Enforcing software architecture governance for .net projects using unit tests

  • Post published:July 5, 2020

Discussions around software architecture is the most important phase in any enterprise software engineering project. Most software architectural decisions are documented at the start of a project. This documentation is vital to the software development team since it shares a common language and understanding of how components interact with one another.

Normally software architects and/or technical leads are responsible for ensuring that the development team adhere to the architectural decisions by continuously

  • involving the development team in architectural discussions
  • keeping a record of each architectural decision
  • maintaining architectural decision records
  • reviewing software designs,
  • implementing and maintaining static code analyzers, and
  • performing intensive code reviews.

Today, most Agile methodologies are encouraging rapid software development to implement or enhance features as quickly as possible. As a result, the project continuously grows with a code base getting larger and larger, thus forcing architects and/or technical leads to overlook lines of source code when performing code reviews. Also, software architecture documents are not updated continuously and these documents seem to be forgotten as the code base increases and as developers come and go. Overtime, the governance around the software architecture reduces.

Architecture unit testing is one way of enforcing governance of architectural decisions. This type of unit testing focuses on testing the code base in the context of the software architecture and can be easily automated in a build pipeline.

Having architecture unit testing provides the following automated architecture governance checking

  • dependencies between projects
  • dependencies between classes, members and interfaces
  • dependencies between layers
  • cyclic dependencies and more.

Two common open source libraries that can be used to write application-specific architecture tests in .net are

Getting started

Read the onion architecture article located here since the remainder of this article will focus on writing a few architecture unit tests to ensure that the onion architecture is adhered to. The examples below use NetArchTest with xUnit.

NetArchTest can be installed using nuget

Install-Package NetArchTest.Rules


The domain layer is in the very center of the onion architecture. Since all coupling in an onion architecture is toward the center, the domain is only coupled to itself.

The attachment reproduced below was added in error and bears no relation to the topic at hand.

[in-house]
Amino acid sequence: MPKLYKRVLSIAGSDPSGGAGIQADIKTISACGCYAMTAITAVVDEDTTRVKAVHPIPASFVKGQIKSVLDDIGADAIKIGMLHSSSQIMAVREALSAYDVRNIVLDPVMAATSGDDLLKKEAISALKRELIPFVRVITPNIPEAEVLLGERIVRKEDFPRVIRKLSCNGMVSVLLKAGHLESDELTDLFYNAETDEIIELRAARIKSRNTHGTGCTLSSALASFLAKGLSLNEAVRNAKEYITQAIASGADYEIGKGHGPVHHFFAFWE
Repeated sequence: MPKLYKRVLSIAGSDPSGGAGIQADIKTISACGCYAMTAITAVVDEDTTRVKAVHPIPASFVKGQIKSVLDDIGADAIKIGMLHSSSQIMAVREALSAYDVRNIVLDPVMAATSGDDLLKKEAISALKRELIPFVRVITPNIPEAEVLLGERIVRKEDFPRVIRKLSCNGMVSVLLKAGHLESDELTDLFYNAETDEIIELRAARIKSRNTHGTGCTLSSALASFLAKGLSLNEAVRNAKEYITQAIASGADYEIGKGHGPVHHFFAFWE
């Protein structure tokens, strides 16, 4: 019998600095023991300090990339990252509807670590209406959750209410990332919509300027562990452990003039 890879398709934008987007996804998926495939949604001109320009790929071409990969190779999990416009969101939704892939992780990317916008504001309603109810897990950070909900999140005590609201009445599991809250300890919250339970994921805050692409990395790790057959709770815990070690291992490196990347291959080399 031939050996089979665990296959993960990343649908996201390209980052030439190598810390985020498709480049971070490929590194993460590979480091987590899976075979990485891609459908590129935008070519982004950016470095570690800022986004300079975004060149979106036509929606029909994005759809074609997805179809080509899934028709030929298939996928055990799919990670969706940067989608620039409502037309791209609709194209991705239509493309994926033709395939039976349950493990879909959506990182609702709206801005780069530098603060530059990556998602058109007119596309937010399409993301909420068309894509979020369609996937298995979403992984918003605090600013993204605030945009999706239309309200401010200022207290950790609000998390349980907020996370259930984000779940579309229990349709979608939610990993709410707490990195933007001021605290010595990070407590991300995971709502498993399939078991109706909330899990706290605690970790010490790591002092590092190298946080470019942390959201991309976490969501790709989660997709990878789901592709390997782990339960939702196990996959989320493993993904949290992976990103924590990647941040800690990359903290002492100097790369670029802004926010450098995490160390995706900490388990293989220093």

Thus, in the application core, the domain layer should not reference the repositories layer and the services layer. Using NetArchTest, two architecture unit tests can be written. Consider the below test that checks if the domain layer references the repositories layer.

As can be seen from the above code base, NetArchTest provides a very simple fluent API to write architecture unit tests. Similarly, a test to check that the domain layer does not reference the services layer can be written as follows.

The above architecture unit tests are considered to be rules and are tested independently. NetArchTest also provides the ability to group rules into policies. Consider the below policy for the domain layer.

Policies are an effective way to group rules. After executing a policy, the result of each failed rule can also be outputted in a test. An example of this can be seen in the NetArchTest sample.


Enforcing software architecture governance is a challenge in most enterprise software engineering projects. To make this process more robust, architecture unit testing can be implemented as a possible solution to enforce governance of architectural decisions.

By having automatic architecture tests, the

  • architecture can evolve as the project grows,
  • architects/developers can ensure that new components/features adhere to the software architecture, and
  • developers are encouraged to understand and contribute to architectural decisions.

Thanks to the hard working open-source community, libraries such as NetArchTest and ArchUnitNet exist to enable easy creation and maintenance of architecture unit tests, thereby enforcing and automating software architecture governance.

The source code used in this article can be found here.

Further information on architecture unit testing can be found at the following links:

Software versions used in this article

  • Jetbrains Rider v2020.1.3
  • NetArchTest.Rules v1.2.5
  • xUnit v2.4.0
  • FluentAssertions v5.10.3